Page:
2022 Lucas Oil Chili Bowl Nationals

Donny Schatz Flying Into Wild West Shootout & Chili Bowl

Donny Schatz Flying Into Wild West Shootout & Chili Bowl

Donny Schatz isn’t easing into his 2022 campaign. He’s flying into it at the Wild West Shootout and Lucas Oil Chili Bowl.

Jan 10, 2022 by Kevin Kovac

VADO, N.M. — Donny Schatz isn’t easing into his 2022 campaign. He’s flying into it.

In order to run two of his favorite “offseason” events — the Wild West Shootout presented by O’Reilly Auto Parts and the Lucas Oil Chili Bowl Midgets Nationals — the World of Outlaws NOS Energy Drink Sprint Car Series superstar is taking to the air.

Fortunately, Schatz, 44, of Fargo, N.D., can shuttle between his Dirt Late Model team at Vado Speedway Park and his midget effort at the Tulsa (Okla.) Expo Center a bit easier than most drivers. As a licensed pilot who has his own small plane, he doesn’t have to deal with the schedules of commercial airlines to bridge the 800 miles between the venues.

“I’ve been a pilot for 20 years,” Schatz said after finishing 10th in Saturday’s 40-lap Wild West Shootout opener “I do fly to a lot of races. It’s a good way to get around. It makes my life very good (amid the grueling WoO Sprint Car season). It’s nice to be at home (more often between races) and be a part of everything that goes on in the business and get away from the racing a little bit.”

Schatz’s busy itinerary has him competing in the Saturday and Sunday events at Vado and then heading to Tulsa for the Chili Bowl’s Monday practice day and his Tuesday preliminary program action. He plans to return to Vado for the Wednesday and Friday Super Late Model shows, travel back to Tulsa for Saturday’s Chili Bowl finale and perhaps end his flurry of racing with one more flight to New Mexico for Jan. 16’s conclusion of the Wild West Shootout.

The most challenging portion of the swing for Schatz would be the Sunday-Monday turnover. He’s hoping for an early end to Vado’s second racing card so he can get to his plane at the nearby Las Cruces International Airport and make the approximately hour-and-a-half hop to Tulsa with sufficient time for him to catch some shuteye before a bright-and-early start to hot laps at the Chili Bowl.

“Practice starts at 7 a.m. on Monday morning,” Schatz said. “My original plan was to not be there for practice, but it’s really not fair to the guys I’m driving for and it’s really not fair to myself to not give a 100 percent to anything I go to, so I am gonna go to practice.”

Schatz said his participation in next Sunday’s finale at Vado will hinge largely on “how things go here Wednesday and Friday.” If he runs as competitively with his self-owned XR1 Rocket car as he did in Saturday’s miniseries opener, it’s likely he’ll be back.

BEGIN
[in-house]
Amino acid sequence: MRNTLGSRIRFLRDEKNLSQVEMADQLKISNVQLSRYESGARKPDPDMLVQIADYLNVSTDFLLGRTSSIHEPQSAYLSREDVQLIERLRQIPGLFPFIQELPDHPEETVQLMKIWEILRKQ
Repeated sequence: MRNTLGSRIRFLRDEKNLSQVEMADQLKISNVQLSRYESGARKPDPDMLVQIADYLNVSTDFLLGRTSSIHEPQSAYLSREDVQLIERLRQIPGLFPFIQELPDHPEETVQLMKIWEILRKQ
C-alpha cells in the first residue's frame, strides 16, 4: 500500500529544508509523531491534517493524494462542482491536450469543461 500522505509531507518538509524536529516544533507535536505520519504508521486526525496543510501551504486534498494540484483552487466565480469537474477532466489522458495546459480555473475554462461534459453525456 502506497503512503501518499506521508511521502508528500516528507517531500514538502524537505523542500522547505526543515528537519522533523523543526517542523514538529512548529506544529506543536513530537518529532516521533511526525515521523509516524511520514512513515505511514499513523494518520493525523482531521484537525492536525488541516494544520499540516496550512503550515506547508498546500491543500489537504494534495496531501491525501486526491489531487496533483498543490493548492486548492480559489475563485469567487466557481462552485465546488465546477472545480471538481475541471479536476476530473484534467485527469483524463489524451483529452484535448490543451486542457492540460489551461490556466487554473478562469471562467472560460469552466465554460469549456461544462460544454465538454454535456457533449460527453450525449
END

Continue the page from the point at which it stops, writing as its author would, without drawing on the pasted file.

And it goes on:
While Schatz faded from the fifth starting spot to a 10th-place finish in the feature, he was quite satisfied with his overall performance. He timed fourth-fastest in his qualifying group and finished second in his heat race — after he ran the top in a stirring three-wide battle for the lead with Stormy Scott of Las Cruces, N.M., and Jason Papich of Nipomo, Calif., on the opening circuit of his prelim — before experiencing some struggles in the A-main.

“We actually made (practice) laps (Friday) night and felt pretty decent,” Schatz said. “We had a decent qualifying effort, felt very good in the heat race but I couldn’t really run the bottom like those guys. And in the feature, we’re a little off on that slick part (of track conditions in Late Model racing). Some of that’s just trying to get the power to the ground, and me and my guys, we’re still pretty novices to keep up with guys like (eventual feature winner) Brandon (Sheppard) and all these guys that are here.”

Schatz understands that his limited number of Super Late Model starts each season leaves him playing catch-up every time he hits the track.

“I felt like we had a respectable finish (in the feature), but it’s also a learning curve,” said Schatz, who has frequented the Wild West Shootout roster in recent years. “You can’t come and jump in this thing and think you’re gonna be great. Driving’s one thing, but figuring out how to make adjustments … we don’t go beating on Brandon’s door (he’s parked alongside Sheppard and works closely with the Rocket Chassis house car driver) every time we need to do something.

“So I’m happy with tonight. We can build on it. We had fun.”

Schatz’s machine for the Wild West Shootout is his battle-tested Rocket, the lone open-motor car in his Late Model arsenal and the same vehicle that Sheppard drove for Schatz in last month’s Castrol Gateway Dirt Nationals at The Dome at America’s Center.

“Tyler Erb said, ‘Is that the Dome car?’” Said Schatz, a 10-time WoO Sprint Car champion. “I said, ‘Yeah,’ and he said, ‘That thing digs.’ And I said, ‘Yeah, but that’s when Brandon was driving it.’ He said, ‘You should see me drive it.’

“It’s a couple years old, but it’s a still a good car,” he added. “(Sheppard and Rocket’s Mark Richards) help me a lot and get me close, but this is racing so a guy’s gotta figure some stuff out on his own. We’re learning and we’re having a good time at it.”